“The results showed that information reflecting intuitive causal principles — repetition of procedures, number of procedural steps — and transcendental influence — presence of religious icons — affects how people evaluate ritual efficacy,” Souza said.

The study was conducted with 162 people from the southeast area of Brazil in the city of Belo Horizonte. It also included 68 people from the U.S., mostly from UT. Legare said they used public health centers to find subjects in Brazil. At UT, they found their participants from the undergraduate psychology subject pool.

“Even though we did not test people from other regions of Brazil, we know that the use of these recipes is very widespread in both rural and urban populations, and also that the level of education is not likely to influence that,” Souza said. “A reason to suggest that is the fact that we tested undergraduate students at UT and found pretty much the same results.”

Theresa Spalding, medical director for University Health Services, said while it is rare, UHS will sometimes prescribe alternative medicines to help patients.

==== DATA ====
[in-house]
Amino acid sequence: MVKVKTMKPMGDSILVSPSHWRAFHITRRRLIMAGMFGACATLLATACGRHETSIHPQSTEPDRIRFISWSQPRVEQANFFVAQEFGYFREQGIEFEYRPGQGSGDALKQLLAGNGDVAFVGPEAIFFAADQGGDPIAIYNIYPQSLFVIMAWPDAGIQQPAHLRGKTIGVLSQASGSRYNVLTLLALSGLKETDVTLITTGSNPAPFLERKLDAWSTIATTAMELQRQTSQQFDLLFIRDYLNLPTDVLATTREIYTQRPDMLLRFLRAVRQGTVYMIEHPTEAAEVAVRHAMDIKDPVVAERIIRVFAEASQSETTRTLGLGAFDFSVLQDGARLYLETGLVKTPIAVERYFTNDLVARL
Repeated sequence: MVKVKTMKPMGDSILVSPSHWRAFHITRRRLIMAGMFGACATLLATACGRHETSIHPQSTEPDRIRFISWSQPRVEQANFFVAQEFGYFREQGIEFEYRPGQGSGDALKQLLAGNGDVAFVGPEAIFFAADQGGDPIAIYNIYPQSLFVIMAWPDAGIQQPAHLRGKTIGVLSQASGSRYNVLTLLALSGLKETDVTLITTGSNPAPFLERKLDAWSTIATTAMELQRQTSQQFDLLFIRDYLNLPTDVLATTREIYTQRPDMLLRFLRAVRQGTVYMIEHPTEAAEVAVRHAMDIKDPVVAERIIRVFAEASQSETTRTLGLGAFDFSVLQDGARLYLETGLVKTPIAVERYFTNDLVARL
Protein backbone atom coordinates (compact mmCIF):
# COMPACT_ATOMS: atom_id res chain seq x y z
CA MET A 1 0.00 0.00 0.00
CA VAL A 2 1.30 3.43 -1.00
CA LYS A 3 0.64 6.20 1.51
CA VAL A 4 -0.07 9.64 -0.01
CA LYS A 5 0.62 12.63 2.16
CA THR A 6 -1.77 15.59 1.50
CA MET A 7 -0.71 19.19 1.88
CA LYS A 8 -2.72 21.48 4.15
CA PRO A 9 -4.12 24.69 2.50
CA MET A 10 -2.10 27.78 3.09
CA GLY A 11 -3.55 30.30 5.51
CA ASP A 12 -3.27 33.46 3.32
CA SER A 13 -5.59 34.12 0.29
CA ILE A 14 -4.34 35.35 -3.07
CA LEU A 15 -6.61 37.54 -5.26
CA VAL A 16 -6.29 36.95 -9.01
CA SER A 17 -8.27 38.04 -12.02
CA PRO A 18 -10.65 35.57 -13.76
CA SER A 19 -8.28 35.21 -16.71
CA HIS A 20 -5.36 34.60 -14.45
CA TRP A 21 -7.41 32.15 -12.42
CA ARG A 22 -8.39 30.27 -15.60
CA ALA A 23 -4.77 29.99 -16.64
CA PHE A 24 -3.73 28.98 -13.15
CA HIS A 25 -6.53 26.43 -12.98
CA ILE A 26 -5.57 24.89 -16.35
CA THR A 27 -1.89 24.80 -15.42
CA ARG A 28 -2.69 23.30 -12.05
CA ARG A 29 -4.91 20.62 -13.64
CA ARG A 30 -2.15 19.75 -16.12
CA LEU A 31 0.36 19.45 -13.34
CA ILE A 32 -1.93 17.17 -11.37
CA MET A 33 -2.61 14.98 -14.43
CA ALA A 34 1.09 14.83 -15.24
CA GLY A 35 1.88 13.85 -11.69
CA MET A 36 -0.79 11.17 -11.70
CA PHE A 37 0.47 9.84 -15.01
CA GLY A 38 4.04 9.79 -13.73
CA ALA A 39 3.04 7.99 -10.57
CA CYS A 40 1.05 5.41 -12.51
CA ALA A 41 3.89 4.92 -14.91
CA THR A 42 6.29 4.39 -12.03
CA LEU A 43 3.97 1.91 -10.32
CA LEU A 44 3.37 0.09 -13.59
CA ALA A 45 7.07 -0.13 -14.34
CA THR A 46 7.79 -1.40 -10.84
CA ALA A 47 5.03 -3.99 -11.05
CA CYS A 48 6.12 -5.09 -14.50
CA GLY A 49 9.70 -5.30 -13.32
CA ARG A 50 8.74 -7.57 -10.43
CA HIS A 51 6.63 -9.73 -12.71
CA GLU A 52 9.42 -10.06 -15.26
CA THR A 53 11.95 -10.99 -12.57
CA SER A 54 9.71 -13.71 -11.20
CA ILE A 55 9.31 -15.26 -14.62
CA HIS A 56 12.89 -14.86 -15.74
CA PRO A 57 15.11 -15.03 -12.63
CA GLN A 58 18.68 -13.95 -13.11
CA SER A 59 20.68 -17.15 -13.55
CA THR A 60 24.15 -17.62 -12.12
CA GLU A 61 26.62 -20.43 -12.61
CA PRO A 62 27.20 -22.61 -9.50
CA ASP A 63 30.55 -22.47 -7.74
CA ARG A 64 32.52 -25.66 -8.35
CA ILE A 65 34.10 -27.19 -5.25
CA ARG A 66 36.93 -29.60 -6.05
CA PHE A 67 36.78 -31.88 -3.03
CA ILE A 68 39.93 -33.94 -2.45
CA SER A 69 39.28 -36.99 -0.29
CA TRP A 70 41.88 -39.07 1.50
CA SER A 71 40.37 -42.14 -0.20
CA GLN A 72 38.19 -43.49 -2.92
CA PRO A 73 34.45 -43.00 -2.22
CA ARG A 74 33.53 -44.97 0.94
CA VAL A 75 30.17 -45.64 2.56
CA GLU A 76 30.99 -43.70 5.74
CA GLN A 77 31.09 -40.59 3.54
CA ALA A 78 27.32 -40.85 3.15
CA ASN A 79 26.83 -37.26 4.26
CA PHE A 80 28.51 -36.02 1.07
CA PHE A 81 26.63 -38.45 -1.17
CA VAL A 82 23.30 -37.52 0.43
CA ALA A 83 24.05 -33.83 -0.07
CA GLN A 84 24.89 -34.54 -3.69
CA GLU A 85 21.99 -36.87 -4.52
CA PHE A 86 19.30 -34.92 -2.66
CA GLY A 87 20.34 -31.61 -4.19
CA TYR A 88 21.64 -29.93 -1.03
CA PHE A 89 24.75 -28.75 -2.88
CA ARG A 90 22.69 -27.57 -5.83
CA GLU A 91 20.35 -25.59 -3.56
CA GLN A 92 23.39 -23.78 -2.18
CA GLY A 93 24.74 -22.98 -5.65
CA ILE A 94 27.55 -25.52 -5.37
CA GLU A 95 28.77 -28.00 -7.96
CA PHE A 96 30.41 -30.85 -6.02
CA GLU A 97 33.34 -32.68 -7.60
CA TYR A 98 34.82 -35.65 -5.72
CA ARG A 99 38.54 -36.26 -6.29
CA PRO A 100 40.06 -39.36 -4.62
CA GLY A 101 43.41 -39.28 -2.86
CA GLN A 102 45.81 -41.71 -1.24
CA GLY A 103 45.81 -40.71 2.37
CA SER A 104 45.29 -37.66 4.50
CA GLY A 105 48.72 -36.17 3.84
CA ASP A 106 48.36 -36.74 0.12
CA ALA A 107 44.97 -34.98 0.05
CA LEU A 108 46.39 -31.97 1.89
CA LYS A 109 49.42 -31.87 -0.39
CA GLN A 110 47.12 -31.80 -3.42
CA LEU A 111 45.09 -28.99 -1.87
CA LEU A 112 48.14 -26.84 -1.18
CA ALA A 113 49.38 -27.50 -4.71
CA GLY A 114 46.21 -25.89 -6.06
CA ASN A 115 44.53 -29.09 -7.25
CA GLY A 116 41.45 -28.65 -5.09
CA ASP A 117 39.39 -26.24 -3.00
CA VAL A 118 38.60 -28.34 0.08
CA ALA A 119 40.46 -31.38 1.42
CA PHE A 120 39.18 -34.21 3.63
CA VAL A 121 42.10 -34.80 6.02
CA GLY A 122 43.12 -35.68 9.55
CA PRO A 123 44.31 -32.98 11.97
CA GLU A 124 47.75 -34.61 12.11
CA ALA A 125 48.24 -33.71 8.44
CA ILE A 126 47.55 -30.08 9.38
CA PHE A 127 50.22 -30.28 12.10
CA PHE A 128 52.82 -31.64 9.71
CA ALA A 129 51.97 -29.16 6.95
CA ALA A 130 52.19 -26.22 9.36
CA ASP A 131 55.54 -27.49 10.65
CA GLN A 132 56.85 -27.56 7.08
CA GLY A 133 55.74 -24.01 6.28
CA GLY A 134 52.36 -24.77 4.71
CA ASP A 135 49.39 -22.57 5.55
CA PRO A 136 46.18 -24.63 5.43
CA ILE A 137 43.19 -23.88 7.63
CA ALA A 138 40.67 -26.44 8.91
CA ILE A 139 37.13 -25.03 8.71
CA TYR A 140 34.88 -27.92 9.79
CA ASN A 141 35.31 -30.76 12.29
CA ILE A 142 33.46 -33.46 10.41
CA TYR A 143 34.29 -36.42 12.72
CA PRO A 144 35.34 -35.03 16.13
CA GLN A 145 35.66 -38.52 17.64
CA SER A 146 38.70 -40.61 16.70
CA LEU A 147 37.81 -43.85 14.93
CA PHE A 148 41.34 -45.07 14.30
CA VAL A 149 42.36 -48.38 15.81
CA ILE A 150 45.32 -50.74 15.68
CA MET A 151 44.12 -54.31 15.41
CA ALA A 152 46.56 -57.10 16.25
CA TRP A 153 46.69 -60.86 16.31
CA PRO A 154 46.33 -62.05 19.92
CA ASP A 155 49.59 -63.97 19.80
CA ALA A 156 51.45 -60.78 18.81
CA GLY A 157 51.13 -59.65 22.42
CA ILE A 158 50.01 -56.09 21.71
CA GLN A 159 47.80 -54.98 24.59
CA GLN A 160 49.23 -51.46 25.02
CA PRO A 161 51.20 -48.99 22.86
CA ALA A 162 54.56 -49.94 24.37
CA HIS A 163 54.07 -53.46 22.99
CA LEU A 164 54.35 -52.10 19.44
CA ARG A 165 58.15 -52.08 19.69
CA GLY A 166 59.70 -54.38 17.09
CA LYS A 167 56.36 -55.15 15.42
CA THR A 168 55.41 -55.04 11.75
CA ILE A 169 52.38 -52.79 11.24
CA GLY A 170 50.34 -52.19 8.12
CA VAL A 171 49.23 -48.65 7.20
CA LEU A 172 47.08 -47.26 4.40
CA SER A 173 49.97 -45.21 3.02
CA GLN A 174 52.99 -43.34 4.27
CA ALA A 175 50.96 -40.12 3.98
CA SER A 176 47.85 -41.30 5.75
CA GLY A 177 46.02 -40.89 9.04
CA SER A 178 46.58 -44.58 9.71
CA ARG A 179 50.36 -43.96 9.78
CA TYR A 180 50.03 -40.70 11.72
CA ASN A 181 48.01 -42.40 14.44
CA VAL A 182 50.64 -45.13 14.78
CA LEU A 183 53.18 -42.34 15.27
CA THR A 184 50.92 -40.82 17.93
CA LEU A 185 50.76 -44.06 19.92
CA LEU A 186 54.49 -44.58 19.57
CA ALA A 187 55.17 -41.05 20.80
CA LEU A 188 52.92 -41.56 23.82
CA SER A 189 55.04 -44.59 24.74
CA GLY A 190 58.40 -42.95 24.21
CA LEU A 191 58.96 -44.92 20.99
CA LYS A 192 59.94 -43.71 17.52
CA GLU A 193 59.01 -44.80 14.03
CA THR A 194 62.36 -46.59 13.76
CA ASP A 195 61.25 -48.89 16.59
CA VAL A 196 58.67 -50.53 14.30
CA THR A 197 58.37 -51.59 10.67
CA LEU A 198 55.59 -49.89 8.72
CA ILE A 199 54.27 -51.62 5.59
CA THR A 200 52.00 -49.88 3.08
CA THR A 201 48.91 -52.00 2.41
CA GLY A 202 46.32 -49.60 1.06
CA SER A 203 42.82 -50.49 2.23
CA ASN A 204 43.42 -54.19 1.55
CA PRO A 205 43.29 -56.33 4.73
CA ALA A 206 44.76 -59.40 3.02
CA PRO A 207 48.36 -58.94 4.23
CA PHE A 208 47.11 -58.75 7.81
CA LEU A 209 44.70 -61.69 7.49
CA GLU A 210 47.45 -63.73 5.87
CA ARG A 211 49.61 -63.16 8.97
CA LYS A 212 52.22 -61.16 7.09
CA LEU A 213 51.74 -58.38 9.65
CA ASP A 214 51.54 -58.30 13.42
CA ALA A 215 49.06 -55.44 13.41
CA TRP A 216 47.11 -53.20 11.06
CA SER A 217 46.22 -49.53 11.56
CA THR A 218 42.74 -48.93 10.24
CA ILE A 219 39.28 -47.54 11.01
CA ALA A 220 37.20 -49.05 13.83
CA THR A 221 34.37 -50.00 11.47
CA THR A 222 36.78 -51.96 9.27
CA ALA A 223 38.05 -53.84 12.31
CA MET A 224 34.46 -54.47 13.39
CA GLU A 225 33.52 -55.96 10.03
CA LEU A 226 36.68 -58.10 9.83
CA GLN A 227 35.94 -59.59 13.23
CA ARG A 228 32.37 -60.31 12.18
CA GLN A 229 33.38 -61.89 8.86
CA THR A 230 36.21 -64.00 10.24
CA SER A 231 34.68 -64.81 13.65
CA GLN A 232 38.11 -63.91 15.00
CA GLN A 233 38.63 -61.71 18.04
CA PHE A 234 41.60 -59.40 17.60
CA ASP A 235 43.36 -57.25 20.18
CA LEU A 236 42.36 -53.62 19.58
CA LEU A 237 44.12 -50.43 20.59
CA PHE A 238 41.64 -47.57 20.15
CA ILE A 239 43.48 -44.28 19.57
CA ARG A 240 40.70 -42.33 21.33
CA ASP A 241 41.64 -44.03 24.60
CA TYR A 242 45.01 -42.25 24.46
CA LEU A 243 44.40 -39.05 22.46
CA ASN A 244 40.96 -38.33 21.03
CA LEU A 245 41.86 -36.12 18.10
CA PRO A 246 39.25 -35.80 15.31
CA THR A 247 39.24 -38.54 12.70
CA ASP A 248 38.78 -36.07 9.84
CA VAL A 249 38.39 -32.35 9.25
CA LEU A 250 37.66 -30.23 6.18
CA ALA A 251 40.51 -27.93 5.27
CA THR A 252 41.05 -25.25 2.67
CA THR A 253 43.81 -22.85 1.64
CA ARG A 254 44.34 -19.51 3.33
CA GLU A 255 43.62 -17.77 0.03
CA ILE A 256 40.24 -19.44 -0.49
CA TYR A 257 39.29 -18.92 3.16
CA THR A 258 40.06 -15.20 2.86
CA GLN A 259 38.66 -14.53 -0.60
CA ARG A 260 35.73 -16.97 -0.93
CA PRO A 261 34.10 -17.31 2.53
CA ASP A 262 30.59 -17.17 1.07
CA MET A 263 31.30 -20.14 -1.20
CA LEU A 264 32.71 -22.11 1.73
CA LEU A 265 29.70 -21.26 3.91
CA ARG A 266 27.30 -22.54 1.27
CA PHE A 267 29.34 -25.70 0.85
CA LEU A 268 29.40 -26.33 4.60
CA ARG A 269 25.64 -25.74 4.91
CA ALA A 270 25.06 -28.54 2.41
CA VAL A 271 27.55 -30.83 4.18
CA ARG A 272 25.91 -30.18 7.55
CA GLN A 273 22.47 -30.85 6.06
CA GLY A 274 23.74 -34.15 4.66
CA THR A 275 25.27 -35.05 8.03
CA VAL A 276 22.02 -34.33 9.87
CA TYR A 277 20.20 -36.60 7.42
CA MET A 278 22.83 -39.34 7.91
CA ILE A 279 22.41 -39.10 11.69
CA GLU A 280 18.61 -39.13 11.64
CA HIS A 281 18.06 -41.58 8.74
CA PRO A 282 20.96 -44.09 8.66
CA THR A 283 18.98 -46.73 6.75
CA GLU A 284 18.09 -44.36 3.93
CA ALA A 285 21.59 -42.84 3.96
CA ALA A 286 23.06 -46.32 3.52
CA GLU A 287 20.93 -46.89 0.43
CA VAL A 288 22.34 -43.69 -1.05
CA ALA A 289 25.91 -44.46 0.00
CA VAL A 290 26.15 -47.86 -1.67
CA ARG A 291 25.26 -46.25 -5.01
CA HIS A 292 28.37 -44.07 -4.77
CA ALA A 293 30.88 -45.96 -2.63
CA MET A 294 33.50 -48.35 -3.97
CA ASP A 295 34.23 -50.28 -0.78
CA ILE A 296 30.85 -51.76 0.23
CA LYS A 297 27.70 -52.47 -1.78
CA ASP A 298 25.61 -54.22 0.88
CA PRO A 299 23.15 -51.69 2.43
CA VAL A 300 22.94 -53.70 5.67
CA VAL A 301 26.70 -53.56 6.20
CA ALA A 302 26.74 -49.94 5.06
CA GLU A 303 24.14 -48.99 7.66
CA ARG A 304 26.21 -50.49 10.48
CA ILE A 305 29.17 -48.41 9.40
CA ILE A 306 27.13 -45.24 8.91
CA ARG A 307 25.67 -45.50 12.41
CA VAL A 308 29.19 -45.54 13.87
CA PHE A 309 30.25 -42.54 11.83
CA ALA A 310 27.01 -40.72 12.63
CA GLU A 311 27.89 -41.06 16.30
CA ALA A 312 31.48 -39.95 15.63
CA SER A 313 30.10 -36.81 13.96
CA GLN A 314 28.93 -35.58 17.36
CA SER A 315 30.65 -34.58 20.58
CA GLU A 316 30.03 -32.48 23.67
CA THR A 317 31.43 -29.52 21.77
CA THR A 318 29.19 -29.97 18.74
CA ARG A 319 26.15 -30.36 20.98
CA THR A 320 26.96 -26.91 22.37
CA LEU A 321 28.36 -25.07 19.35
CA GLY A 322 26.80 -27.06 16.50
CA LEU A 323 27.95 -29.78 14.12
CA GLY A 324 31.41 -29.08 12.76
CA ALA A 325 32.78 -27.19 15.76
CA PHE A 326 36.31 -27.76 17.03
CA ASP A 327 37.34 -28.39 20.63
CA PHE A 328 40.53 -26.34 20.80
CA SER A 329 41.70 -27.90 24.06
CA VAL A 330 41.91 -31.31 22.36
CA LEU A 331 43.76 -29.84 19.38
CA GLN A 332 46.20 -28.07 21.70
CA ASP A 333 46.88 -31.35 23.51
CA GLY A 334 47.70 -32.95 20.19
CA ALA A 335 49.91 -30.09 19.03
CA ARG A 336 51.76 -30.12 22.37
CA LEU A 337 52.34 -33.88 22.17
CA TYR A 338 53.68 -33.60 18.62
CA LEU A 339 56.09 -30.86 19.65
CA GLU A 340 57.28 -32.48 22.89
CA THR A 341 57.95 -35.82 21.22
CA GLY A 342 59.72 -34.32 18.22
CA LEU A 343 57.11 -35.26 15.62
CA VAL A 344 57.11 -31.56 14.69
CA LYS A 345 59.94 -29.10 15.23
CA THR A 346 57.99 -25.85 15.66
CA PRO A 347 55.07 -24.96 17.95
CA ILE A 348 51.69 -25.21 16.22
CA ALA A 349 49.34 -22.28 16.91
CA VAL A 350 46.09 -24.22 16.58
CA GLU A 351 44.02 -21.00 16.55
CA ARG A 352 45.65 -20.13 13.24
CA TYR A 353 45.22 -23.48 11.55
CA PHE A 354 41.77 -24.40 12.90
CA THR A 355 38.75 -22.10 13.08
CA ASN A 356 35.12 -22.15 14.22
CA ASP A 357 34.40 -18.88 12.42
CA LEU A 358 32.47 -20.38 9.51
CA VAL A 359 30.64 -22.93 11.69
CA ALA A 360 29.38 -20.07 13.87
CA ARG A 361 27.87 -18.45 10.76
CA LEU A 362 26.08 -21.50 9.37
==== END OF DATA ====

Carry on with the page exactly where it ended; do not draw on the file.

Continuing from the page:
“Alternative medicine does have scientific background and most of the drugs we manufacture come from natural herbs and remedies that are used in their raw form as alternative medicine,” Spalding said. “Stress relievers like meditation and talking therapy can also be used in conjunction with medicine, alternative or not.”

However, Spalding said rituals like the simpatias are off the table when it comes to treating patients.

“The simpatias are probably not something we would do, nor would be qualified as alternative medicine,” Spalding said.

Souza said when he was younger he would follow the simpatia to get better grades.

“Technically my mom would make me,” he said. “She would make me do it before exams. I don’t think it helped. My mom, on the other hand, thinks it was super effective.”